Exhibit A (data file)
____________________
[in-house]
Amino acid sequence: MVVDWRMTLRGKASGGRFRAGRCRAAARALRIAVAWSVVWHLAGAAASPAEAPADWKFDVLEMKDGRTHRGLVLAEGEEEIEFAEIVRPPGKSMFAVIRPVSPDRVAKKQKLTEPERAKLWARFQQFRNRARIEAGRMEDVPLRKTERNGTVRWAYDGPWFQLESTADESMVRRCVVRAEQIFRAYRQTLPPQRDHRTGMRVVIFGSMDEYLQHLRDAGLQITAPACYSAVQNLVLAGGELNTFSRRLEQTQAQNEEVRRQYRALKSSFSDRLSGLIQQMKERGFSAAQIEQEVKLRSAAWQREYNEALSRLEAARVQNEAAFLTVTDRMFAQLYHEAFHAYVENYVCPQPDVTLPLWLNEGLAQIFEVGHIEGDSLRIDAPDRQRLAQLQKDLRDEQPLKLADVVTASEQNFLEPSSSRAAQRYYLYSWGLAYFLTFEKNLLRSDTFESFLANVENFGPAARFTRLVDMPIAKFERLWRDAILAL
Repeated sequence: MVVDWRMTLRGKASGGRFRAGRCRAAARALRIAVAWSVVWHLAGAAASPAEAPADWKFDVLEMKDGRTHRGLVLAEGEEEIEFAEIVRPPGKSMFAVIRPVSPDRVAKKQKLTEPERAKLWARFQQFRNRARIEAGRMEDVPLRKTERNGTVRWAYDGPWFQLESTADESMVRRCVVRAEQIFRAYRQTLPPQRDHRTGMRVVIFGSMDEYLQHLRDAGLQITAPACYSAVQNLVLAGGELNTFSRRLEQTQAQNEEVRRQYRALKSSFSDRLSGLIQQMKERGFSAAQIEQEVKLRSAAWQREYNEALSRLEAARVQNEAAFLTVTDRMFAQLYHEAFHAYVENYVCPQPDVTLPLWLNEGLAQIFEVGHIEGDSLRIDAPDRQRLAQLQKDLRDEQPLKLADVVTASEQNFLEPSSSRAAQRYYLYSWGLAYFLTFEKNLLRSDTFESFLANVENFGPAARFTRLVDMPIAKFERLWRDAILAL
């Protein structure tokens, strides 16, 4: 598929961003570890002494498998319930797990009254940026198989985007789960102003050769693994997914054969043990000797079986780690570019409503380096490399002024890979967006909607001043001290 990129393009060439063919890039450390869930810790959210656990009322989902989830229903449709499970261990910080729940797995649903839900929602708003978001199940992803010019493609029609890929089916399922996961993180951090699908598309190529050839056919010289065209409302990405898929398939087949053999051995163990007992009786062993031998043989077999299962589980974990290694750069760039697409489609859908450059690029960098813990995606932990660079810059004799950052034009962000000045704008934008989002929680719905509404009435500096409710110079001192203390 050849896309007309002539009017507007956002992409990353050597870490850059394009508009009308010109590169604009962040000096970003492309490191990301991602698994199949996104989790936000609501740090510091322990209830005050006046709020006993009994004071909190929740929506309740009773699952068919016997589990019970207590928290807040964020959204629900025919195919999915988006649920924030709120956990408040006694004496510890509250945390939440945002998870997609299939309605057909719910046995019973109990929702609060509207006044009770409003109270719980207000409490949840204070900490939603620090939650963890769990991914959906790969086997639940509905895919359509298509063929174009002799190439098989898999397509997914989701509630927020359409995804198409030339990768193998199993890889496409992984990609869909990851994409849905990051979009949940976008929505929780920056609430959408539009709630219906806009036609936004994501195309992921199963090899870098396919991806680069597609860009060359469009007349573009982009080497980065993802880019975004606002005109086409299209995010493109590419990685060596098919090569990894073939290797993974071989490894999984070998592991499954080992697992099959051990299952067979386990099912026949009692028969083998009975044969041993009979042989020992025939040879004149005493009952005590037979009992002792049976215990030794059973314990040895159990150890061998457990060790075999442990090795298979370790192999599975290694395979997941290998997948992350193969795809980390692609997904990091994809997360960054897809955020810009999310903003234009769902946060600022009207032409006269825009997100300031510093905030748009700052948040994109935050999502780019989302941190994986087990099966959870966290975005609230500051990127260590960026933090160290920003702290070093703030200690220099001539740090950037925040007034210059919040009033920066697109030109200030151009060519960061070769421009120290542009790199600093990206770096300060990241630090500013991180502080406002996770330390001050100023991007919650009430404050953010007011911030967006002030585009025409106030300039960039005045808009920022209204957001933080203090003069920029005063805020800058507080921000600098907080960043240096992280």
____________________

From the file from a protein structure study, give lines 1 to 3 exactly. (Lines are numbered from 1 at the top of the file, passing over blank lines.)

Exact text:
[in-house]
Amino acid sequence: MVVDWRMTLRGKASGGRFRAGRCRAAARALRIAVAWSVVWHLAGAAASPAEAPADWKFDVLEMKDGRTHRGLVLAEGEEEIEFAEIVRPPGKSMFAVIRPVSPDRVAKKQKLTEPERAKLWARFQQFRNRARIEAGRMEDVPLRKTERNGTVRWAYDGPWFQLESTADESMVRRCVVRAEQIFRAYRQTLPPQRDHRTGMRVVIFGSMDEYLQHLRDAGLQITAPACYSAVQNLVLAGGELNTFSRRLEQTQAQNEEVRRQYRALKSSFSDRLSGLIQQMKERGFSAAQIEQEVKLRSAAWQREYNEALSRLEAARVQNEAAFLTVTDRMFAQLYHEAFHAYVENYVCPQPDVTLPLWLNEGLAQIFEVGHIEGDSLRIDAPDRQRLAQLQKDLRDEQPLKLADVVTASEQNFLEPSSSRAAQRYYLYSWGLAYFLTFEKNLLRSDTFESFLANVENFGPAARFTRLVDMPIAKFERLWRDAILAL
Repeated sequence: MVVDWRMTLRGKASGGRFRAGRCRAAARALRIAVAWSVVWHLAGAAASPAEAPADWKFDVLEMKDGRTHRGLVLAEGEEEIEFAEIVRPPGKSMFAVIRPVSPDRVAKKQKLTEPERAKLWARFQQFRNRARIEAGRMEDVPLRKTERNGTVRWAYDGPWFQLESTADESMVRRCVVRAEQIFRAYRQTLPPQRDHRTGMRVVIFGSMDEYLQHLRDAGLQITAPACYSAVQNLVLAGGELNTFSRRLEQTQAQNEEVRRQYRALKSSFSDRLSGLIQQMKERGFSAAQIEQEVKLRSAAWQREYNEALSRLEAARVQNEAAFLTVTDRMFAQLYHEAFHAYVENYVCPQPDVTLPLWLNEGLAQIFEVGHIEGDSLRIDAPDRQRLAQLQKDLRDEQPLKLADVVTASEQNFLEPSSSRAAQRYYLYSWGLAYFLTFEKNLLRSDTFESFLANVENFGPAARFTRLVDMPIAKFERLWRDAILAL